Lobster Poachers Caught at Heisler Reserve


Courtesy Dept. Fish and Game.

 

In a win for marine enforcement officials, two men were caught illegally taking lobster from Heisler Park Marine Reserve just after midnight Sunday in one of the largest cases of lobster poaching in recent years.

“In this case it’s hard to believe any part of what they did was an accident. These are people that were determined to take all they could and not get caught,” said Paul Hamdorf, Assistant Chief of enforcement for Southern California, with the State Department of Fish and Game.

The lobster were probably destined for the black market. “There’s an underground market for (lobster). Lots of people like to eat lobster, and will do things in exchange for lobster,” said Hamdorf.

The case, which happened just down the street from OWOO offices, is a reminder that legal protections are only a first step in preserving our oceans, and highlights the importance of enforcement and public awareness.

Rodger Healy, President of the California Lobster and Trap Fishermen’s Association, who has collaborated with DFG wardens on poaching studies and believes more enforcement resources are needed, said, “That sucks but that’s the way it’s going to be. They made one arrest but how many others are going to get by?”

Wardens with the State Department of Fish and Game on a routine patrol spotted the scuba divers’ lights in the water, and followed the divers back to their car, where they found 47 lobsters, all but five of which were under the legal size. Wardens returned the lobsters to the water after photographing them for evidence.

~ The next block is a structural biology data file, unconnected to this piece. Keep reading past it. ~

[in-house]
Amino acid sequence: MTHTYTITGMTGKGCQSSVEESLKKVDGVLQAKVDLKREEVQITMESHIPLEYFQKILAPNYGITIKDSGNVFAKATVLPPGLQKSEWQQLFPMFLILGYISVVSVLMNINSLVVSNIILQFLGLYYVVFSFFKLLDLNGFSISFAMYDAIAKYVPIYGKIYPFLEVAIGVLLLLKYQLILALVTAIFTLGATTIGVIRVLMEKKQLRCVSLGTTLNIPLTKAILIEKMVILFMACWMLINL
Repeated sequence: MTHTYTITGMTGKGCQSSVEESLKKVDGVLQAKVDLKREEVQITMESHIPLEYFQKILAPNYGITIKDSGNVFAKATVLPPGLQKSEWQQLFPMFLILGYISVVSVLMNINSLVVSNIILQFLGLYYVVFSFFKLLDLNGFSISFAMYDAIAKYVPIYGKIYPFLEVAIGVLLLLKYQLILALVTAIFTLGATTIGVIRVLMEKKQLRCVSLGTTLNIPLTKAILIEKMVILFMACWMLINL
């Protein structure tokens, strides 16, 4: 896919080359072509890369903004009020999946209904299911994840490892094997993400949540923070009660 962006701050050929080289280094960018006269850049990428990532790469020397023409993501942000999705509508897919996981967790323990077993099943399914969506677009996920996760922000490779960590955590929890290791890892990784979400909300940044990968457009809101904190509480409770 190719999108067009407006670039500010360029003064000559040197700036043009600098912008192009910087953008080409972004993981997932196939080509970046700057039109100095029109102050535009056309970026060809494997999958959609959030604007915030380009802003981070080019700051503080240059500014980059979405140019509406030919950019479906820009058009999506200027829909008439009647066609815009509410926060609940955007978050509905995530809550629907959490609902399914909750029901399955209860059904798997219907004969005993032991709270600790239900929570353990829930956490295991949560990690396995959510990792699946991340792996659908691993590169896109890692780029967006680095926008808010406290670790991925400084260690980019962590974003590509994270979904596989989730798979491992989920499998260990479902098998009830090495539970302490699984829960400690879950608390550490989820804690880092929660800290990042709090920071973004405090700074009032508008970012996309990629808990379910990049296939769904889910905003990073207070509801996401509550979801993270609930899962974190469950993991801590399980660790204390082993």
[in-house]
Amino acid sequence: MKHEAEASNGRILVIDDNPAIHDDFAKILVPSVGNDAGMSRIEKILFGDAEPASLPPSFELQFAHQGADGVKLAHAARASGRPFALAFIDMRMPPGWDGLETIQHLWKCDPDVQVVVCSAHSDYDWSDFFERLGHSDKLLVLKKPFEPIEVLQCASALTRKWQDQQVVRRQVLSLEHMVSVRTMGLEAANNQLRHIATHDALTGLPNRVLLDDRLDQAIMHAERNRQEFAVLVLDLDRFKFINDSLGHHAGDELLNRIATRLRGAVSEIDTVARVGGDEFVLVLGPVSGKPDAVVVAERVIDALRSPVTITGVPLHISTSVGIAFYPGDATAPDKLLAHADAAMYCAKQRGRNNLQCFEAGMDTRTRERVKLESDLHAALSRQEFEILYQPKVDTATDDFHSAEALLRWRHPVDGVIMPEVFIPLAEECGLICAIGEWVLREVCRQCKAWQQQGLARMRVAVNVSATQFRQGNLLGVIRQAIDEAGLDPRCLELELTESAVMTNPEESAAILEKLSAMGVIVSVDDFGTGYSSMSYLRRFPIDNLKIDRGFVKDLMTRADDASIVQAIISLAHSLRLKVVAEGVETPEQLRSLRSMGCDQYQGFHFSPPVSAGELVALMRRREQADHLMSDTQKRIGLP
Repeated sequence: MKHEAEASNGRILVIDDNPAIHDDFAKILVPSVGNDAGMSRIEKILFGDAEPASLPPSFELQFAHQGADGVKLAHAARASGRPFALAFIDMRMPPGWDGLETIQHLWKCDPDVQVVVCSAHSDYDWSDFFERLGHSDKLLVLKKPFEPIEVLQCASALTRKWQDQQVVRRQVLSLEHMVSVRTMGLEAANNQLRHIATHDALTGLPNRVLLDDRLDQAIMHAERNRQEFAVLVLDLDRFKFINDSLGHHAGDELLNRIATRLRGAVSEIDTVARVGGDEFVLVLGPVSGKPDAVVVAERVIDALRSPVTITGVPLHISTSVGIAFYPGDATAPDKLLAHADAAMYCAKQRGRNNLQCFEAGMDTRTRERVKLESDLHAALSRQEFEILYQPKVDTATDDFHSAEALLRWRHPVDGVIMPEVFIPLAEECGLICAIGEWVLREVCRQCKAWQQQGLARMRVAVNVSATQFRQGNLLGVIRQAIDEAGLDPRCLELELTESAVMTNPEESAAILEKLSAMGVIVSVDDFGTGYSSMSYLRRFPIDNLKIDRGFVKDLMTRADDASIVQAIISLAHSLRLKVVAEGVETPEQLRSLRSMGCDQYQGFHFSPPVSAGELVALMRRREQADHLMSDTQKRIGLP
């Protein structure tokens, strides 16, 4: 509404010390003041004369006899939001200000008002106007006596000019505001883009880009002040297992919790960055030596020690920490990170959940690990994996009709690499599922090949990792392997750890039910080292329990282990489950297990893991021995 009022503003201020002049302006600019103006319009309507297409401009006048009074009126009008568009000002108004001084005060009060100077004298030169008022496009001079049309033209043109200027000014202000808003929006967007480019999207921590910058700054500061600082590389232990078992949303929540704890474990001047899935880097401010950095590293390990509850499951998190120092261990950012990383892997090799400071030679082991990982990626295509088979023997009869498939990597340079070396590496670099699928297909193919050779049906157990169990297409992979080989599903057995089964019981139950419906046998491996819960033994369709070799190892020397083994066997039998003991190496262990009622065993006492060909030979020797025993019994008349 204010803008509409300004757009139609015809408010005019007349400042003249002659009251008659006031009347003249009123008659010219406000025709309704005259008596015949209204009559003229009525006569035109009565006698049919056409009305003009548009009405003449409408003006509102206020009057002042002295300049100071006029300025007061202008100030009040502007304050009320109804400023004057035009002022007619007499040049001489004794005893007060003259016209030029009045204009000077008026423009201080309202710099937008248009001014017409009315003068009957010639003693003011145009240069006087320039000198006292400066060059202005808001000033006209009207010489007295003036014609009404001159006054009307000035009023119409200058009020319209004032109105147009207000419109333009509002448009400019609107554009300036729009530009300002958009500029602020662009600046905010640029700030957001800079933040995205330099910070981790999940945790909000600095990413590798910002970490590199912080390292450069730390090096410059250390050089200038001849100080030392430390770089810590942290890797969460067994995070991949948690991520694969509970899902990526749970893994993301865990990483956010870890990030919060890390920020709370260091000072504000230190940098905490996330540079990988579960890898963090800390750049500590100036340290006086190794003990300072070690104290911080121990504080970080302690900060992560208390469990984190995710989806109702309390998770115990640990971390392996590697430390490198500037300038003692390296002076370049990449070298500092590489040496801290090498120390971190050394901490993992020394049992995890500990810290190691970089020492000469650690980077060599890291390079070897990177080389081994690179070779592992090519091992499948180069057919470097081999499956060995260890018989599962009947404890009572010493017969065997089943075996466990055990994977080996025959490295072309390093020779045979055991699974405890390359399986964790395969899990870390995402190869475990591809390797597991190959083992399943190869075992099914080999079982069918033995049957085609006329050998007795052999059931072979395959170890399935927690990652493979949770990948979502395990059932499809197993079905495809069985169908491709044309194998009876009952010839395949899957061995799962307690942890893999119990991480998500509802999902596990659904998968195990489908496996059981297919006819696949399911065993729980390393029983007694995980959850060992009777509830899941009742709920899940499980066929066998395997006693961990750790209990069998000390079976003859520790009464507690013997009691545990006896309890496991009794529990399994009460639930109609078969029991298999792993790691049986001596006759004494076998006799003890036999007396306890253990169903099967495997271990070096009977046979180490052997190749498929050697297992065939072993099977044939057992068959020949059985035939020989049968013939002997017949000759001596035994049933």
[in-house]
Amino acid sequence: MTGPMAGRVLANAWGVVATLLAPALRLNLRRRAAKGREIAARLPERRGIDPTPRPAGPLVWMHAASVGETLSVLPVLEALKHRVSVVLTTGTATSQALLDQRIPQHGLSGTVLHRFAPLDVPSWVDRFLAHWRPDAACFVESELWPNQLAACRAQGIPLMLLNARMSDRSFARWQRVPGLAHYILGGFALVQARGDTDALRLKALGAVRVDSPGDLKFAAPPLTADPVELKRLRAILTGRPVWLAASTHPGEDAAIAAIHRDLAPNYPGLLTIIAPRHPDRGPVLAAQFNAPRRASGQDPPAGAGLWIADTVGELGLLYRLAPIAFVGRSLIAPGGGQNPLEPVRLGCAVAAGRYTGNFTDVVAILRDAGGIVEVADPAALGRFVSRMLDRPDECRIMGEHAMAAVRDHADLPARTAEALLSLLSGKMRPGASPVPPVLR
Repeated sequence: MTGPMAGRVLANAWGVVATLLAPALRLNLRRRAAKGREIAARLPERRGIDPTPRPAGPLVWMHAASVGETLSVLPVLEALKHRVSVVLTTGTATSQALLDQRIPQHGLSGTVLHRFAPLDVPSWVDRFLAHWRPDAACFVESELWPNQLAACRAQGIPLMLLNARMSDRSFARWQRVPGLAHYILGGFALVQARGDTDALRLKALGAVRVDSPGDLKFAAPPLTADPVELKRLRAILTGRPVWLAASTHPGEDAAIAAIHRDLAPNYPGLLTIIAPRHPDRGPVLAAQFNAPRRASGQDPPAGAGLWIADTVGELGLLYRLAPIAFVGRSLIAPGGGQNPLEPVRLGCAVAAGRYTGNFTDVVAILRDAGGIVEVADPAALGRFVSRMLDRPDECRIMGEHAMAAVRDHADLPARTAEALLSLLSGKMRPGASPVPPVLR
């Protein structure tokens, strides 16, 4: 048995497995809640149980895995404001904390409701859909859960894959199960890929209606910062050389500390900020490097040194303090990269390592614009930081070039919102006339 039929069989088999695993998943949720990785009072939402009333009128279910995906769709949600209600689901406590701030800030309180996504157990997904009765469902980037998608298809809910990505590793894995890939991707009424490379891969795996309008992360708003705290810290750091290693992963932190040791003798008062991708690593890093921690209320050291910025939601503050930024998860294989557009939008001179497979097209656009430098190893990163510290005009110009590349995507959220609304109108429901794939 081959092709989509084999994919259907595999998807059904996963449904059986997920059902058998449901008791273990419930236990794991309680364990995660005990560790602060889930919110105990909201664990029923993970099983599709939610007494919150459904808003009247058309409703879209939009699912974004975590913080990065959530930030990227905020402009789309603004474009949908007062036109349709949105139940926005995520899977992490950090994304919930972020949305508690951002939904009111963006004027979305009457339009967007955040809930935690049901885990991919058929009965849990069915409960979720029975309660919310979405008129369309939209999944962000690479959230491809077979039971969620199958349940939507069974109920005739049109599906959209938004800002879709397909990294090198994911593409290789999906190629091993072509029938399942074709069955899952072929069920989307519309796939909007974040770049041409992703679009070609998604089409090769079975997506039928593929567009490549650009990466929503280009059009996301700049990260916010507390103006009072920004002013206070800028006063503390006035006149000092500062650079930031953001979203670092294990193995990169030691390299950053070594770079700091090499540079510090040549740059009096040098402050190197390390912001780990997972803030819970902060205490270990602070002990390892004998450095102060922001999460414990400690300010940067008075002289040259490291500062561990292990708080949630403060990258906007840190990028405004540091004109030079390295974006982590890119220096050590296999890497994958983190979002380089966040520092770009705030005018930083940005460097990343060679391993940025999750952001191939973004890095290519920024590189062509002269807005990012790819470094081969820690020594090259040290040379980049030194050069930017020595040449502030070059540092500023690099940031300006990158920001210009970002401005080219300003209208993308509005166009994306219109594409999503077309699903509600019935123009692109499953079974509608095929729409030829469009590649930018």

According to a DFG press release, Marbel A. Para, 30, of Romoland, took responsibility for all the lobsters, which were far in excess of the daily maximum of seven per person.
Heisler Park has been a marine reserve, or no-take zone, long before the January 1 effective date for the new marine protected areas in Southern California.

According to Hamdorf, the case will be prosecuted by the Orange County District Attorney, and if there is a guilty verdict, penalties will be set by the Orange County Superior Court.

Hamdorf said of the citation, “It’s on the bigger side but unfortunately it’s not even close to the biggest,” referring to a case in September in which five men were caught with 132 illegal lobsters in Redondo Beach.

If you want to help stop illegal fishing, you can sign up with organizations like Orange County Coast Keeper and Heal the Bay, that are training volunteers to monitor coastline activity.

 

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